Sunday, 1 March 2015

A Misbelief of Painters

My eldest son is working on the pieces for his final show of his fine art degree. Hopefully, this June he will graduate from art school and start earning a living as a professional artist. So it is with interest that I discovered the collective terms for a group of artists is a ‘misbelief’.
This is one of those terms (a ‘misbelief of artists’) that make me think there was more humour around in the Middle Ages than we give credit for. The term ‘misbelief’ derives from the need of an artist to make a living (son take note!) and flatter the sitter. Thus, the corpulent patron appeared more svelte, and thin, reedy, clients were gifted broader shoulders and sturdier chests.

The job of the artist was to flatter – in exchange for which a pleased patron would be more likely to give employment in future. This makes sense because human nature dictates that no one wants to be remembered by posterity as looking anything less than your best.
A skilled artist could conjure beauty where there was none, and rendered an image of the sitter as they wanted the world to see them. 
Perhaps one of the most famous examples, which also backfired, is Holbein’s portrait of Anne of Cleves.
Anne of Cleves, by Holbein the Younger

For those unfamiliar with the story, after the death of Queen Jane after the birth of Edward, King Henry VIII was now ready to marry again and on the prowl for his fourth wife. The ageing King still considered himself something of a catch, and whilst he understood the importance of making a good political match, it was a basic requirement that his future wife was beautiful.
Henry despatched his court painter, Hans Holbein, to paint portraits of the likeliest candidates. One portrait depicted a serene lady dressed in red and gold, looking ethereal and regal. Henry fell in love with this woman, Anne of Cleves, and married her. 

Unfortunately, the reality of of Henry’s ‘Flanders mare’ fell far short of the expectation raised by the portrait, he felt grossly misled, and the marriage ended in divorce.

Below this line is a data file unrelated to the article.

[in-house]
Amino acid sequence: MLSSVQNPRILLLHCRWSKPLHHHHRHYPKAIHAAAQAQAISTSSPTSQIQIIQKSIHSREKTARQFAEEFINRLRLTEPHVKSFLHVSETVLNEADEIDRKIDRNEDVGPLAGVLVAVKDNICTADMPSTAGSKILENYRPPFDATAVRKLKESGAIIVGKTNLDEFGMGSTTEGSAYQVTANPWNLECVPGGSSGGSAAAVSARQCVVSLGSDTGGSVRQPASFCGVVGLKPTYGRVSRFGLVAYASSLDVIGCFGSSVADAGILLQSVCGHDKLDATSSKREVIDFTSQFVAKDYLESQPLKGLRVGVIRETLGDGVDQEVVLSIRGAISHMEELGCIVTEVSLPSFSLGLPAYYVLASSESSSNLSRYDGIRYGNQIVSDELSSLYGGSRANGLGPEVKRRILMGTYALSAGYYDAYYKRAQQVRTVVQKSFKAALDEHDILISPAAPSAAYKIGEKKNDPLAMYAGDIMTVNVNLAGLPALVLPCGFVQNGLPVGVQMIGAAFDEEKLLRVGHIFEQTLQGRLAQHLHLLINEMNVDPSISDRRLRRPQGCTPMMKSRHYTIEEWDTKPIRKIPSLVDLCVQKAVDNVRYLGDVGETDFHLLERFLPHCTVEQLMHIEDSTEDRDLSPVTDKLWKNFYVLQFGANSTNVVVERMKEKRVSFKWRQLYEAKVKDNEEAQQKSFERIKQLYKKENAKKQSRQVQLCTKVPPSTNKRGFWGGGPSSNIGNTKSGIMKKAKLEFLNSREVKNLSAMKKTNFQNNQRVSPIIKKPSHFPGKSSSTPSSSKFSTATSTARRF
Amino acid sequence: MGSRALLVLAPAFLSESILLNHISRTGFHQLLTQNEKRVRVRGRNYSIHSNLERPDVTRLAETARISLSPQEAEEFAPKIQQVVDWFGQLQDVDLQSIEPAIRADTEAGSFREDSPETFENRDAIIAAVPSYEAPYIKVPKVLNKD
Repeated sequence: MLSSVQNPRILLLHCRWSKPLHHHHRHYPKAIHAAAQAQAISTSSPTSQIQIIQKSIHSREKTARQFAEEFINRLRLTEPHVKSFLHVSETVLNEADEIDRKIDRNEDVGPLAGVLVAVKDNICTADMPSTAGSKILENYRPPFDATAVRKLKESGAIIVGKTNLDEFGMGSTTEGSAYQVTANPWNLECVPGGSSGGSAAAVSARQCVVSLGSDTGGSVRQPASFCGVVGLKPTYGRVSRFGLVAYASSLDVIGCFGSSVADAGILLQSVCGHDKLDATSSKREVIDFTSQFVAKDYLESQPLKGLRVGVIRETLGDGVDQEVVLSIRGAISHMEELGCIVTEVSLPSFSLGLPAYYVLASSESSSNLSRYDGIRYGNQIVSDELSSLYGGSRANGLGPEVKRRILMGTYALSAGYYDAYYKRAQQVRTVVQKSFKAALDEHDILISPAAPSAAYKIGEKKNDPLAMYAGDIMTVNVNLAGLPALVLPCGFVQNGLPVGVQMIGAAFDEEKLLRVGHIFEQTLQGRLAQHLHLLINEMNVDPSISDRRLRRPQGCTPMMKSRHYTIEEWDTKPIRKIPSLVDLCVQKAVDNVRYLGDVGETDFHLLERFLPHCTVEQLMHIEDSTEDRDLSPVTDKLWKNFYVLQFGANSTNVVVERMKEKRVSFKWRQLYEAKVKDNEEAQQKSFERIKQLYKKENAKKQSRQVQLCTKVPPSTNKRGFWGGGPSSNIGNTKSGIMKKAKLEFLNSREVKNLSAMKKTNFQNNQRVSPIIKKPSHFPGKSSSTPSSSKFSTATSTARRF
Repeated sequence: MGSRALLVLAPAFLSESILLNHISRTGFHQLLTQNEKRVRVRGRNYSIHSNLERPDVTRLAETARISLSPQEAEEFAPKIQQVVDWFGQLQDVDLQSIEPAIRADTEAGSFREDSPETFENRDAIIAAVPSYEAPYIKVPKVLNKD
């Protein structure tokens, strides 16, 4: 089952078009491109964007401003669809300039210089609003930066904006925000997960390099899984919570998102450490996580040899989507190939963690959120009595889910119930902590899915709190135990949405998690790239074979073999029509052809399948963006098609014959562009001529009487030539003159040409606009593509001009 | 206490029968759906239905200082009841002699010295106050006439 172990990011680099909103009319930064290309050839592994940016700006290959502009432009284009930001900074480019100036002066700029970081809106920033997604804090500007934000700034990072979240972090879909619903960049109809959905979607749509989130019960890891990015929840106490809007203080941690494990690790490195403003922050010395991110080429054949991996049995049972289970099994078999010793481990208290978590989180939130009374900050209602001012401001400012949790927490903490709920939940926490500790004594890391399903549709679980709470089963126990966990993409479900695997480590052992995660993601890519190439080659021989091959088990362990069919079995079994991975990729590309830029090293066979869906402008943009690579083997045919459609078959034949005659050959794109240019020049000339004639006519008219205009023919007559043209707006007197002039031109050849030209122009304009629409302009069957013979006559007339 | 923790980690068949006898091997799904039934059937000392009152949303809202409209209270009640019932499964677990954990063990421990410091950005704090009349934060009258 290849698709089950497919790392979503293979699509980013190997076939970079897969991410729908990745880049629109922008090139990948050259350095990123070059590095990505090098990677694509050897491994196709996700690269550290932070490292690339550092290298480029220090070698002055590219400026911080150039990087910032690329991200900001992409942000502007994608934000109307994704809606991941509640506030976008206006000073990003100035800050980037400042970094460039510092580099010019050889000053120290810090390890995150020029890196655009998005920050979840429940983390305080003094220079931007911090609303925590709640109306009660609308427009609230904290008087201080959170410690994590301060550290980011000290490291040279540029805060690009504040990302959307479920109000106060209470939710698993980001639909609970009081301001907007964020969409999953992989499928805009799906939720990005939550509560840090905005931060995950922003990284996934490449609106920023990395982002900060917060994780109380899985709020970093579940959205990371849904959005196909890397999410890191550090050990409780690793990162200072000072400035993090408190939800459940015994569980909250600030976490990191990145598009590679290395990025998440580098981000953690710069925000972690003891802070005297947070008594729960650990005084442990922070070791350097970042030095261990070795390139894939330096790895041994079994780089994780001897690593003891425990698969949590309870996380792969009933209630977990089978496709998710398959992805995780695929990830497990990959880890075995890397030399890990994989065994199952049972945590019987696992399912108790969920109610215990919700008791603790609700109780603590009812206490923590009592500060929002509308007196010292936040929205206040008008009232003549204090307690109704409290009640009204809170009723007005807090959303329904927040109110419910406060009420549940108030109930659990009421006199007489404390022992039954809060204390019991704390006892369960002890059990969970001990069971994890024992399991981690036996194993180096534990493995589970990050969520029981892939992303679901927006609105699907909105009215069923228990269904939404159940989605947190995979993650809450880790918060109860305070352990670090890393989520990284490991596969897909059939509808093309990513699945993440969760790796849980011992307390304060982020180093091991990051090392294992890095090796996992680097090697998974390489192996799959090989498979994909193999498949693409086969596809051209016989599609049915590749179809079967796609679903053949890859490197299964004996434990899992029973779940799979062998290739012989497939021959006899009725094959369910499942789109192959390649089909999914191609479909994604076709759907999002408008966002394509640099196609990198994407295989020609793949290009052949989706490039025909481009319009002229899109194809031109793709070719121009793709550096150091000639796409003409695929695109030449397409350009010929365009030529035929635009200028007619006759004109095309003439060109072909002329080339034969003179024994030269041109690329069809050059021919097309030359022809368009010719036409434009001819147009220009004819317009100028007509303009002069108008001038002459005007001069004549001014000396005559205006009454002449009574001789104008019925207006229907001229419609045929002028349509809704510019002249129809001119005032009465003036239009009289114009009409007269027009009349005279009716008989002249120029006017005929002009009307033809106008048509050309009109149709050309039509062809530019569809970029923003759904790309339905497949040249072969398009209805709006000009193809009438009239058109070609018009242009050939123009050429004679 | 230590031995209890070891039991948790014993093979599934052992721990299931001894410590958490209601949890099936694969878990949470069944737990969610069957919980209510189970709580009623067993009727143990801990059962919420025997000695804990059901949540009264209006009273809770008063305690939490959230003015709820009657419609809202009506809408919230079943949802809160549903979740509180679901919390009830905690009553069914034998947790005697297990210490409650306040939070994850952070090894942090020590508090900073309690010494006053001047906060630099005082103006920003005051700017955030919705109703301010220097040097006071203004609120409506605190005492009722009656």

Detail from the painting of Christina of Denmark
What perhaps is less well known is Holbein’s portrait of another princess, Christina of Denmark. She is shown looking dour and plain, dressed in mourning black. Not surprisingly Henry overlooked her as not attractive enough – a lucky escape perhaps.
What’s also interesting is that other portraits of Christina show her looking much more approachable and pretty. I can’t help suspecting she played the portrait game to her own ends, by putting forward an unappealing fa├žade to put Henry off!
Christina of Denmark as a girl
Anyhow, painters must find their own path and balance flattery with truth if they are to make a living. I suppose painting a realistic picture is all very well, but the chances are you won’t get repeat trade…then as now.

Sunday, 22 February 2015

A Game of Swans: A Short History

Last week we learnt the collective term for ladies is ‘bevy’, and maidens are a ‘rage’. This week we discover the collective term for a group of swans is: A game of swans. So, taking out inspiration from history (rather than grammar!) lets look further into the history of swan keeping.

A Game of Swans

Swans have long been associated with royalty. This majestic bird is reputed to have been imported from Cyprus to England by King Richard I around 1189. This was widely held as fact until the middle of the 20th century when records came to light of an inventory of a feast served to King Henry III at Winchester in 1247.
An original register of swan marks
The banquet included 40 swans that had been collected from all over the kingdom, including Cumberland in the north, and Somerset in the west. Now the swans are not rapid breeders in the same way rabbits are, and it seems unlikely that the wild swan population was so diversely spread in such a relatively short space of time.
Swan marks
Whatever their origins, their elegance and beauty was laid claim to by royalty and ordinary folk were not allowed to own them. However, this didn’t stop illegal ownership. By the late 1450s it wasn’t unheard of for yeoman to steal cygnets to keep themselves.
Swan upping

In 1483 a royal decree was passed which stated that all birds belonged to the crown, unless the ’owner’ had been granted a special dispensation. In these cases the birds were marked with a ‘swan mark’ on the beak so as to identify them.

Each mark was registered, and the design was usually complex, perhaps incorporating part of the coat of arms of the nobleman who was lucky enough to be permitted to own the birds. It was during Queen Elizabeth I’s reign that the register of swan marks was at its largest with around 900 marks registered.
Swan upping on the Thames at Richmond